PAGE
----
Real estate buyers who purchase property from banks sometimes get the property for a price that seems below market. Assessors frequently dismiss these sales as “bank sales” and therefore irrelevant for property tax valuation. However, these apparent discounts can be the result of actual distress or market influences, rather than because the bank was under duress to sell.

The Minnesota Tax Court squarely addressed this issue in Zephyr Group LLP v. County of Washington. The subject – a former Denny Hecker car dealership – was acquired by a financial institution after the bankruptcy of the previous owner. The property was then listed and marketed for almost four years with offering prices incrementally dropping from $1,800,000 to $600,000. The subject finally sold for $600,000. Since the assessed value was approximately $2,300,000, the buyer filed an appeal.

Subject Property
Subject Property

On appeal, the county disregarded the sale because it was “lender mediated.” The court however, disregarded the county’s analysis because of its failure to consider the sale.

A long standing rule in Minnesota Tax Court is that a sale of the subject property near the date of assessment is the “best indicator of value” and it should be “given great weight, especially when [it] was an arm’s length transaction.”

Nonetheless, the tax court is always cautious to use only the sale price of the subject, because “one sale does not make a market” and other evidence may show that the sale price is above or below market.

In Zephyr, the court found that the subject was an arms’ length transaction, because it was sufficiently exposed to the market, sold between two unrelated parties, and the lender was not under any regulatory or other pressure to sell for a below market. Because it was arms’ length and took place near the date of assessment, it was the best indicator of value.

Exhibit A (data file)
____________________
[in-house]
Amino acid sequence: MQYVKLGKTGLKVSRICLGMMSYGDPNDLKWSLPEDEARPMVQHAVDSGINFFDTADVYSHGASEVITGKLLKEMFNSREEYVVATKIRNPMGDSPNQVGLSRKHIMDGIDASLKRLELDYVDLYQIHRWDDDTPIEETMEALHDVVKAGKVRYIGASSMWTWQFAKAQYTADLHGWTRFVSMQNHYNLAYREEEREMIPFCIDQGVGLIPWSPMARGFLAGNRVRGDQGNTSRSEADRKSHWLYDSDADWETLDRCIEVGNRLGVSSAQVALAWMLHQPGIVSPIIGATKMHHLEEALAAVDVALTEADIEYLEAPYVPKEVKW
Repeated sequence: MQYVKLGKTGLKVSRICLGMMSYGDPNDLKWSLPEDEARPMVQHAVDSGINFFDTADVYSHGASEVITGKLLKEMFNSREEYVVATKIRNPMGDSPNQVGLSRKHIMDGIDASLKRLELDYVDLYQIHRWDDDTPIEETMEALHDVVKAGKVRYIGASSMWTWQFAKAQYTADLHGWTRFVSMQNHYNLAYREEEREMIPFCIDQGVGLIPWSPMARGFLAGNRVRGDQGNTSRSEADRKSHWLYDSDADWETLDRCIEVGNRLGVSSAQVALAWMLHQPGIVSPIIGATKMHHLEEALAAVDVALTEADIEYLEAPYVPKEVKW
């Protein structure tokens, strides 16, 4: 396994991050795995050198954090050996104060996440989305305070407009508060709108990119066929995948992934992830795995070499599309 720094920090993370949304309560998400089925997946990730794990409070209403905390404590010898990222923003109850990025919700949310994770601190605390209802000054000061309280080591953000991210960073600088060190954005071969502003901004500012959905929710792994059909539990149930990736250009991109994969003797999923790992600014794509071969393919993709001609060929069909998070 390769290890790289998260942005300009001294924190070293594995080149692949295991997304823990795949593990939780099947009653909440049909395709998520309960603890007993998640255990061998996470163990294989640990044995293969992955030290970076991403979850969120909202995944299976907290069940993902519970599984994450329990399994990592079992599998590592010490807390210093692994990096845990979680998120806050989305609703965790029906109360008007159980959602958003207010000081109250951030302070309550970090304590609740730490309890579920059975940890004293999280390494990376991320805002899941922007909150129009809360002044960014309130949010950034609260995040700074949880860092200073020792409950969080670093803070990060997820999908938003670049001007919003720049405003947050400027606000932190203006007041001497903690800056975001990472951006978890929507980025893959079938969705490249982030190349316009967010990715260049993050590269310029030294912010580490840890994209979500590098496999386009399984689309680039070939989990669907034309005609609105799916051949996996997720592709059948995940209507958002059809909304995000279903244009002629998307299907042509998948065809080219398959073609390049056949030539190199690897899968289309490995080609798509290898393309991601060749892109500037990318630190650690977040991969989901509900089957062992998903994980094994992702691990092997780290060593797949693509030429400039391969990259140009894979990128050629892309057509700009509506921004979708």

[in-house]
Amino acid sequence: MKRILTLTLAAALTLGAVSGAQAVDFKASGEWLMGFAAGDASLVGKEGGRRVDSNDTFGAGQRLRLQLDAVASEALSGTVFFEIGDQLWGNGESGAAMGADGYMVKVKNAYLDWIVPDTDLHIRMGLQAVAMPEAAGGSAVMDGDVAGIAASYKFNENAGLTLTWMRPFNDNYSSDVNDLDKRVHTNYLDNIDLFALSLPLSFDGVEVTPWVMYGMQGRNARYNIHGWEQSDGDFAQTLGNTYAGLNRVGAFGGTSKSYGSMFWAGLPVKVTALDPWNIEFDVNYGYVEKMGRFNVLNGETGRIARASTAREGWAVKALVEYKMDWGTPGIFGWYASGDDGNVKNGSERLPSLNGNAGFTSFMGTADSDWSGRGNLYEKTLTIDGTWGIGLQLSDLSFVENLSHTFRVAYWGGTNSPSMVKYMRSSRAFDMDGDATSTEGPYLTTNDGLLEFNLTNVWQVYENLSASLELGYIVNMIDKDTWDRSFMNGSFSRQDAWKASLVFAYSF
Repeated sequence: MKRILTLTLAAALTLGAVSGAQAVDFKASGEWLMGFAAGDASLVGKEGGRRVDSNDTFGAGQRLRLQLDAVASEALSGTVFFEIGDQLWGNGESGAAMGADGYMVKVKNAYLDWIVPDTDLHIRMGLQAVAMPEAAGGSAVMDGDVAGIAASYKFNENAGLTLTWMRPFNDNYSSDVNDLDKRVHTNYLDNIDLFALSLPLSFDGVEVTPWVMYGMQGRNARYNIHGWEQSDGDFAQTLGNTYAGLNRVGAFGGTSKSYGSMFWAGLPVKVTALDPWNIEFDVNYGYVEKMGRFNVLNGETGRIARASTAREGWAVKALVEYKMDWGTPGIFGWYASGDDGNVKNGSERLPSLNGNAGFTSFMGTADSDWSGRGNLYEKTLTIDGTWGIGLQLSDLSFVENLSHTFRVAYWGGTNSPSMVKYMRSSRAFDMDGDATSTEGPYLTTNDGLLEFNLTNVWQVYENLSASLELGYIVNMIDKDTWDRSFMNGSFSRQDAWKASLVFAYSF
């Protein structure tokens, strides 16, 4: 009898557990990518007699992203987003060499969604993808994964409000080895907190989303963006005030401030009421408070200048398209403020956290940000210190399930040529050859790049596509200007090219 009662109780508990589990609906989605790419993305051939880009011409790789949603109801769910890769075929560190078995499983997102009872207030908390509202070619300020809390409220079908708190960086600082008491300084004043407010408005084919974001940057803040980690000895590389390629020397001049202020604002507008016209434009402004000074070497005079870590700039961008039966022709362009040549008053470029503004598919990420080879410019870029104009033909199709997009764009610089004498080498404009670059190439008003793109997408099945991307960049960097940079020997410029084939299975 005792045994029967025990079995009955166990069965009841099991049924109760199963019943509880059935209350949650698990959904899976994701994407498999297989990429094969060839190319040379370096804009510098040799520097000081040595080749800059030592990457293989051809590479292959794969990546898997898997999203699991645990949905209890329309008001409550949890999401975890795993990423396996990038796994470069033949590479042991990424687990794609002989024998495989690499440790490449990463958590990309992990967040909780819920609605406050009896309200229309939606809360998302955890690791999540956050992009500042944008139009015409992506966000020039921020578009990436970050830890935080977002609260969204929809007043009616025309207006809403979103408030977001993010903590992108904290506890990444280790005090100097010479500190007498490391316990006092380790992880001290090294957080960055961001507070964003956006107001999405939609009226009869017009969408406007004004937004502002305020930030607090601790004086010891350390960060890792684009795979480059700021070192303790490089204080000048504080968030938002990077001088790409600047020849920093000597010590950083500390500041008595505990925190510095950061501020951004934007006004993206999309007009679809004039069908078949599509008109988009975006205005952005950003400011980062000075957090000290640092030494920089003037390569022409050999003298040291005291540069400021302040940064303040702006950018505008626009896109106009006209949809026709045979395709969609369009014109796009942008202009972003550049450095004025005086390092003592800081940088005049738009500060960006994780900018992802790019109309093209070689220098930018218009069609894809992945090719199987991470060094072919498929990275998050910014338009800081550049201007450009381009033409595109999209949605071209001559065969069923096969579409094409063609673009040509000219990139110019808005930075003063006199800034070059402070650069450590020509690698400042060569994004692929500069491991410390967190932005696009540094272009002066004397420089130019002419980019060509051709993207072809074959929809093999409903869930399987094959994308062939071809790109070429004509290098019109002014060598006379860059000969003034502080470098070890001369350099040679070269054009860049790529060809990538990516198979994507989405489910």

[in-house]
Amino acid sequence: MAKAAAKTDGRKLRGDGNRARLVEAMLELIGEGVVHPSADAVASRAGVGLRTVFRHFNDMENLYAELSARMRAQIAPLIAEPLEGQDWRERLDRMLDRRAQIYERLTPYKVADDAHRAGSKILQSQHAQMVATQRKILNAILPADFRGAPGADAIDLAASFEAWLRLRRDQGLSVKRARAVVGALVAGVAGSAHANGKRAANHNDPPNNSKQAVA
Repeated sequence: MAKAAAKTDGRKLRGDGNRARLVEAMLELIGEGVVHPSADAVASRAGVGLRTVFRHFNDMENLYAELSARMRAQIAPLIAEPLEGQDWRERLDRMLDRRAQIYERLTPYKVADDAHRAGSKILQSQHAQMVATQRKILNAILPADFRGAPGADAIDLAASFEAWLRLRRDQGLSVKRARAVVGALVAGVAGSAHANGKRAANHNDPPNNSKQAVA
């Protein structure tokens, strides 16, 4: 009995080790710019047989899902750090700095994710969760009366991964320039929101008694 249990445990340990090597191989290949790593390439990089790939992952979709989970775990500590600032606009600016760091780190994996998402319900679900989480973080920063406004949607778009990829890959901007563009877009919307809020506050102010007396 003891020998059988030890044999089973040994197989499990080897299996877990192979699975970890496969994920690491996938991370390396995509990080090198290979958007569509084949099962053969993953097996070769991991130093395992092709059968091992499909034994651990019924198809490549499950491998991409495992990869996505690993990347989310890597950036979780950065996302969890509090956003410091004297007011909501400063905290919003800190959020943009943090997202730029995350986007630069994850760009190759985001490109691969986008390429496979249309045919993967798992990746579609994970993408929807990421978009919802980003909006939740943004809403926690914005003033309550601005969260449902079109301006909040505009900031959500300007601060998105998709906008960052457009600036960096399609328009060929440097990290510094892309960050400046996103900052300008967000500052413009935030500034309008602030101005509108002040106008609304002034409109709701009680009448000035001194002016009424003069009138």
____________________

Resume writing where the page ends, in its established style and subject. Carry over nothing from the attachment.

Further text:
Accordingly, a bank sale can be an arms’ length, market transaction; and therefore, the best indicator of value entitled to great weight in property tax valuation.


Home improvement retailer, Menard’s, successfully lowered the value of its Moorhead store in tax court. When it pressed its position based only on sales of similar properties, the court replied that valuation is not that narrowly focused.  The appeal covered years 2011 through 2014 and the original value was $11,200,000 for each year. At tax court, Menard’s sought a value as of $4,000,000. The tax court’s final value decision was as follows:

Appraisal Year County Assessor County’s Appraiser (Vergin) Menard’s Appraiser (MaRous) Tax Court Order Tax Court Amended Order
2011 $11,200,000 $12,000,000 $4,000,000 $7,432,100 $7,516,600
2012 $11,200,000 $12,300,000 $4,000,000 $7,585,800 $7,681,300
2013 $11,200,000 $12,500,000 $4,000,000 $7,219,000 $7,331,300
2014 $11,200,000 $12,700,000 $4,000,000 $7,393,600 $7,556,200

Menard’s appealed the tax court’s decision because it wanted the Minnesota supreme court to rule that only the sales comparison approach should have been considered, instead of the sales comparison and cost approaches to value.

Menard's Moorehead - Entrance

The court has long held that review of the tax court’s decisions is very limited and it will only overturn a valuation if is clearly erroneous. Menard’s contended that the tax court’s job was done when it determined that the sales comparison approach provided a reliable indicator of market value. However, the court has already ruled that approach out when it said some years ago,

“appraisal is an inexact valuation determination” and an “estimate of value”

Lewis & Harris v. Cty. of Hennepin, 516 N.W.2d 177, 180 (Minn. 1994) (emphasis added). The court has also stated that whenever possible the tax court should apply at least two of the approaches to value, and value indications derived can serve as useful checks on each other. Overriding weight can be given to one approach over another and the tax court has the discretion to determine what weight it will assign to each approach.

Finally, the court emphasizes that none of its decisions narrow the view of the inexact science of real estate appraisal to such a degree. As a result, for property tax valuation, the methodology should try to avoid being so narrowly focused.

The court also weighed in on the highest and best use determination and the depreciation analysis for the Menard’s property. If interested in the finer points of the valuation issues, here is the full November 9, 2016 decision for Menard, Inc. v. County of Clay.